It's like the 1944 liberation, say Parisians as they taste freedom from lockdown
The speed with which freedoms are being handed back has caught many restaurant owners by surprise. They were only informed on Thursday that they could open, and many have not had time to do so. Others, like Le Select, are serving drinks only. Jacques Viguier, the owner, who visited his brasserie every day during the two and a half months it was shut “to give myself something to do”, said he had yet to buy in the ingredients needed for a menu that features dishes such as duck confit, veal kidneys and beef tartare. He expects them to arrive in time to start serving meals tomorrow.
Coronavirus in Spain: No deaths reported for second day in a row as lockdown restrictions eased
Spain, holding its breath as it emerges from lockdown, reported no deaths for the second day in a row since the pandemic started. One of the hardest-hit countries by Covid-19, it was positive news for Spaniards who had lived through dark times when hundreds of people lost their lives each day to the virus.
Spain's job haemorrhage dries up as country emerges from ...
The brutal job losses registered in Spain following the coronavirus outbreak reversed in May with the creation of net jobs for the first time since one of Europe's toughest lockdowns was imposed more than two months ago. As the lockdown gradually eased in May, a net 97,462 new jobs were created during the month, although the overall number of jobs in the country was still 885,985 lower than in May 2019. Data from the previous months had showed 900,000 jobs were lost in the second half of March alone. Spain registered 26,573 more people as jobless in May than in April, which represented a 0.69% increase. About 3.86 million people were out of work, data from the Labour Ministry showed on Tuesday.
Healthcare Innovations
Coronavirus: Solar fridge firm set for role in Covid-19 fight
A firm that produces solar-powered fridges to keep vaccines cool in the world's most remote outposts could play a key role in fighting coronavirus. Dulas has been working with global vaccine alliance Gavi, exporting its products to Africa, Asia and South America. The technology is essential to keep vaccines preserved in places with unreliable power supplies. For them to work they must be kept between two and eight degrees Celsius. This is also likely to be the case for any future Covid-19 vaccine.
Fauci is 'optimistic' Moderna's coronavirus vaccine will work
Dr Anthony Fauci said Tuesday that he is 'cautiously optimistic' that the US will have an effective coronavirus vaccine 'within a reasonable period of time.' Speaking at a Wall Street Journal Tech Health Conference, Fauci said his chief concern is that it's not clear how long vaccine protection will last. At least 124 vaccine candidates are being developed worldwide. Fauci expressed particular optimism about the Moderna vaccine that the NIH is helping to develop. Moderna's vaccine showed promising early results last week, but the economic and medical experts have criticised the data as 'over-hyped'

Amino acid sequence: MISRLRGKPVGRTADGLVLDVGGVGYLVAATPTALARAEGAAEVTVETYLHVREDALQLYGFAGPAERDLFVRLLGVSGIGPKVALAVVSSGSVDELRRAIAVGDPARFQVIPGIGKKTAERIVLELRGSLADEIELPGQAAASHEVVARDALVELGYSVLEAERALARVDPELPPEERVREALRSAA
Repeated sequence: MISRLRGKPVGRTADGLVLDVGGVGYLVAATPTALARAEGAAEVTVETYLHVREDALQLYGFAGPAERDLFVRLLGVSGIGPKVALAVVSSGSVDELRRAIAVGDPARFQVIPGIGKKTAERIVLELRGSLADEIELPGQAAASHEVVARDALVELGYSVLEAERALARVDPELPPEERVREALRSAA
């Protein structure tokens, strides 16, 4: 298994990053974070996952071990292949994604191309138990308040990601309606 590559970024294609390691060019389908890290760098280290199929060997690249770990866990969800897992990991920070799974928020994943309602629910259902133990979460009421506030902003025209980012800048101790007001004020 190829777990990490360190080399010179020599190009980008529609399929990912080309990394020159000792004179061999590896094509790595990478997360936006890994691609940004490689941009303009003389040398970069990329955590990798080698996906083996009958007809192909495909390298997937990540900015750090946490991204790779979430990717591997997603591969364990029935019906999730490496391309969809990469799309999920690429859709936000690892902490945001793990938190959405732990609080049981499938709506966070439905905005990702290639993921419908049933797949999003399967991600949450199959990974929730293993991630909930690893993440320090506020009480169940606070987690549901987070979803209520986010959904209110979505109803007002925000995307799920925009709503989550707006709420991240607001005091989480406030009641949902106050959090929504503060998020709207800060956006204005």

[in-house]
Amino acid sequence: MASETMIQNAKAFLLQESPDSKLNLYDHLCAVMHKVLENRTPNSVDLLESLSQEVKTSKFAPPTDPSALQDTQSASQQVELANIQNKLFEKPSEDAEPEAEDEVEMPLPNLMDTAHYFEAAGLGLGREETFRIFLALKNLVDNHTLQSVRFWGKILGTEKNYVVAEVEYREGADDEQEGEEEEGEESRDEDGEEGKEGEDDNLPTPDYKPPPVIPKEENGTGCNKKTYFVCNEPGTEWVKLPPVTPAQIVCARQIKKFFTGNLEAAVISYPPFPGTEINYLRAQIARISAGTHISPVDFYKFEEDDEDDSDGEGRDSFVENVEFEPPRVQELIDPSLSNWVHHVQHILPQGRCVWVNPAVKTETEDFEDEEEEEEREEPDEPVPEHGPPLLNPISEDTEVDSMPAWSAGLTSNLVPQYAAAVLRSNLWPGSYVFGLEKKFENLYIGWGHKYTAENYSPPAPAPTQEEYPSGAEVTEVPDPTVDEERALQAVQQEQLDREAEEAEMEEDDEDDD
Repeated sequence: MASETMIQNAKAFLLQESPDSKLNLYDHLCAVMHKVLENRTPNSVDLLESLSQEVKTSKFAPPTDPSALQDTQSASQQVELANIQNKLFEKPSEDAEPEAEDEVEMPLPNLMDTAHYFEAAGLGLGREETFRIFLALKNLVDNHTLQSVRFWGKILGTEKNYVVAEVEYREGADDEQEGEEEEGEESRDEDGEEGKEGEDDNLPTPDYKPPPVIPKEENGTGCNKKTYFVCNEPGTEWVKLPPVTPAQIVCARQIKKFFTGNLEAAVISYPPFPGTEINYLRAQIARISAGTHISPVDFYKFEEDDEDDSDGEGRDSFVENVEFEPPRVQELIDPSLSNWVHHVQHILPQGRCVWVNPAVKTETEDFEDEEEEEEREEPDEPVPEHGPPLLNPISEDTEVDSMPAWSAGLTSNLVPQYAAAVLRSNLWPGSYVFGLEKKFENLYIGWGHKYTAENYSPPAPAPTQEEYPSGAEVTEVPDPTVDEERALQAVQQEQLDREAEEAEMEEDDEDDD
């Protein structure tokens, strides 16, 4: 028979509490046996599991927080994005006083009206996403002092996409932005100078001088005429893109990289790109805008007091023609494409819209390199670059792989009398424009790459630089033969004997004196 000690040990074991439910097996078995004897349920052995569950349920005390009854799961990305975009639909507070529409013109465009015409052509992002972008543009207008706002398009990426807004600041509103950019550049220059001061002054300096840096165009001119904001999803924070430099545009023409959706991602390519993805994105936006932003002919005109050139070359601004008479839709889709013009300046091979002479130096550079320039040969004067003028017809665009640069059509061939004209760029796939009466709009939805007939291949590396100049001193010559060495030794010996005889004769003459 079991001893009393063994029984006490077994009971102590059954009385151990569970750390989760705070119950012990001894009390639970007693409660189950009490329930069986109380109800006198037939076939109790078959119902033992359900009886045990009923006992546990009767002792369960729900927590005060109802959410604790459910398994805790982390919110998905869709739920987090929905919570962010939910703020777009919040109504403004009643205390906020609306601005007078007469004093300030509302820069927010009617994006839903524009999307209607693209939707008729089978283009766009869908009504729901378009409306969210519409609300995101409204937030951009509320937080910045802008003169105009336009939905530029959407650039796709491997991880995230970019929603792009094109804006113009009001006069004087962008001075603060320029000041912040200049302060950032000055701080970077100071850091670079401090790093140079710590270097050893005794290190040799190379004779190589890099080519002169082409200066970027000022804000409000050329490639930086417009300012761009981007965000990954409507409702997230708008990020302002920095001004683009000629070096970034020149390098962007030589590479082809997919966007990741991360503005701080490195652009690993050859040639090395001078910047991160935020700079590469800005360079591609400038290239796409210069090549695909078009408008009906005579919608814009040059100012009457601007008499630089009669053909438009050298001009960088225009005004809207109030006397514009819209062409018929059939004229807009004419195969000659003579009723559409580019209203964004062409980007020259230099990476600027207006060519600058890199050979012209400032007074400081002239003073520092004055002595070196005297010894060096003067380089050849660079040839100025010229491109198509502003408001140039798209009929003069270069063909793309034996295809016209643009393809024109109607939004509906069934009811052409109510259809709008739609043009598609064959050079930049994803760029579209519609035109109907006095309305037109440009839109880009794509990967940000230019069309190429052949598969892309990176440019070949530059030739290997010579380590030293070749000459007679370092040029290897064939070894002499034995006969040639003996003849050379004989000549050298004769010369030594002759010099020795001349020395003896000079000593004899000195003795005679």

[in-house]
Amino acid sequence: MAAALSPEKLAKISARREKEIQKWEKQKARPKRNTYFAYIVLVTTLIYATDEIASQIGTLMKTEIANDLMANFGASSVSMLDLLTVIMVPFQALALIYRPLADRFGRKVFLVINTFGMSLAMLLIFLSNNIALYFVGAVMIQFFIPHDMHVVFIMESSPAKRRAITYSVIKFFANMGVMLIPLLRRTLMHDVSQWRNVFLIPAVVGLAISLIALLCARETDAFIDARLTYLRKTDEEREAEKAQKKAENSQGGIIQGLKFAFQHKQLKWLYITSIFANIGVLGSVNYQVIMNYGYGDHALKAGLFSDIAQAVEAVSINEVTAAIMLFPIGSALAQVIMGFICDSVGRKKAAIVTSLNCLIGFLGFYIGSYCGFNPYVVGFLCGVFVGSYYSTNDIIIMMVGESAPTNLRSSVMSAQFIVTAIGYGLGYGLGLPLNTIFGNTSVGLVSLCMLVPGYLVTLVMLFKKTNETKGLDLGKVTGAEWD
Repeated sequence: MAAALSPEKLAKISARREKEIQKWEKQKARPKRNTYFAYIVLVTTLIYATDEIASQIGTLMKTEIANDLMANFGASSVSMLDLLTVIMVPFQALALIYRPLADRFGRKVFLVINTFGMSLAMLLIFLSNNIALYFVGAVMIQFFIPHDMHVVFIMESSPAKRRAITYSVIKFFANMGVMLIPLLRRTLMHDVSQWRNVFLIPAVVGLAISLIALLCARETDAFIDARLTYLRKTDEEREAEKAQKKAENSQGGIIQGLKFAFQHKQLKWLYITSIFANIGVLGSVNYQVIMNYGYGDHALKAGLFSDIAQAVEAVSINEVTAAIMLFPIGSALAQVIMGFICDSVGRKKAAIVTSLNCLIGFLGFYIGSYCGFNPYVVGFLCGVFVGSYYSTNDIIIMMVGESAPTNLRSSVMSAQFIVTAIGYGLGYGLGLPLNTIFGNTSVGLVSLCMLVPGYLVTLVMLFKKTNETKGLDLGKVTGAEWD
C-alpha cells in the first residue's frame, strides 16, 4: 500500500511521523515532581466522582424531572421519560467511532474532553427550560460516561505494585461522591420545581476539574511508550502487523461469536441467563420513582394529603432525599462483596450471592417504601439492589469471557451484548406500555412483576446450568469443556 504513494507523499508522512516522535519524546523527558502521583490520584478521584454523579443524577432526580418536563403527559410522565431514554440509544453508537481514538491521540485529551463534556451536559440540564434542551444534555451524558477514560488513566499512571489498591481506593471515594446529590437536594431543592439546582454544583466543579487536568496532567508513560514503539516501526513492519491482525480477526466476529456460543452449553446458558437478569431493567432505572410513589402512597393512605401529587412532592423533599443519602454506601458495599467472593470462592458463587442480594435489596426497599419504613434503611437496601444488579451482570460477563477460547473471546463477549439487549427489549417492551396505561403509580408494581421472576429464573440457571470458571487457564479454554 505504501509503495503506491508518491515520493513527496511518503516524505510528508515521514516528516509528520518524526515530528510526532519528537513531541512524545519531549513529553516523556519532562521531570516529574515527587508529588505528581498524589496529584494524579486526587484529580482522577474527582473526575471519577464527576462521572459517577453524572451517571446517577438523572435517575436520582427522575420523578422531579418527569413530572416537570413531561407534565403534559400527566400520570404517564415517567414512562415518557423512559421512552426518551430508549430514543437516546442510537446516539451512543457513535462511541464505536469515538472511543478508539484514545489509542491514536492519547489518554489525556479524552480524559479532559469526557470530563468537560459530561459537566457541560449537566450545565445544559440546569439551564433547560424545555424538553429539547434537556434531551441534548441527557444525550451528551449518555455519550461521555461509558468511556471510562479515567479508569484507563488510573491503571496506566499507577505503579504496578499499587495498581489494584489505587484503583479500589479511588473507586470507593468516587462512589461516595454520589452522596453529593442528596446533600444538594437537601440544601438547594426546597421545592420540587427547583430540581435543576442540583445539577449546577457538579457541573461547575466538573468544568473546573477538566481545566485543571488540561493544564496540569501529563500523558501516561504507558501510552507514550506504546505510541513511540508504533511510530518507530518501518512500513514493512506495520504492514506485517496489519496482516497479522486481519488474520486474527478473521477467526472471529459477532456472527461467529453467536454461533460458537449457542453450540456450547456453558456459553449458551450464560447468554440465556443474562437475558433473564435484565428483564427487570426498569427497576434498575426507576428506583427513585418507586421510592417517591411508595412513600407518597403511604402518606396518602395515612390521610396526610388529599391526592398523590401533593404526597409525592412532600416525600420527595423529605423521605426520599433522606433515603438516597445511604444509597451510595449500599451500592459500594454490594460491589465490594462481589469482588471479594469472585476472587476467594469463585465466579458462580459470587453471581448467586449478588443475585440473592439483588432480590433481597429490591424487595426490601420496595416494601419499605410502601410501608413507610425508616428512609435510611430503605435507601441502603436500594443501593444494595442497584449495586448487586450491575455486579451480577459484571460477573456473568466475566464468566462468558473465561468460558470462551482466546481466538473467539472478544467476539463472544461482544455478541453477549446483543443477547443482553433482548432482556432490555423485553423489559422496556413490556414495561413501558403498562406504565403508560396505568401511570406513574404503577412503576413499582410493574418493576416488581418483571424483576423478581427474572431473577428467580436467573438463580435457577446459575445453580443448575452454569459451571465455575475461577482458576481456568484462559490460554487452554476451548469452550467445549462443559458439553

Million-pound fund a “step change” for innovative coronavirus research | Imperial News
Community Jameel and Imperial College London have created a new fund to support the scale-up of crucial COVID-19 projects. The £1 million Community Jameel Imperial College COVID-19 Excellence Fund will provide a new injection of financial support for major research projects into the impact, understanding, prevention, diagnosis, and treatment of COVID-19.
Governments and WHO changed Covid-19 policy based on suspect data from tiny US company
The World Health Organization and a number of national governments have changed their Covid-19 policies and treatments on the basis of flawed data from a little-known US healthcare analytics company, also calling into question the integrity of key studies published in some of the world’s most prestigious medical journals. A Guardian investigation can reveal the US-based company Surgisphere, whose handful of employees appear to include a science fiction writer and an adult-content model, has provided data for multiple studies on Covid-19 co-authored by its chief executive, but has so far failed to adequately explain its data or methodology.
WHO restarts drug trial as doubts grow over clinical data
The World Health Organisation will resume coronavirus trials of the contentious drug hydroxychloroquine after doubts emerged over the validity of a study that led to them being put on hold. WHO officials said on Wednesday that the decision to resume was made after considering data from a number of studies. “We are now fairly confident, not having seen any differences in mortality . . . that the trial can continue,” said Soumya Swaminathan, the WHO’s chief scientist.
Hydroxychloroquine no better than placebo, Covid-19 study finds
Taking hydroxychloroquine does not protect people who have been close to someone with coronavirus from becoming infected, a study suggests. Donald Trump told the world he was taking one pill a day to safeguard himself against the coronavirus, on the advice of his doctor. However, a study published in the New England Journal of Medicine suggests the drug is no more effective in protecting people exposed to the virus than a placebo. The trial, which was carried out in the USand Canada, recruited people who were at moderate to high risk of contracting Covid-19. Most of them were deemed at high risk because they had been closer than 2 metres from somebody with the virus for more than 10 minutes without wearing any personal protective equipment. The hope was that the drug could be used to protect people where somebody in their family was infected.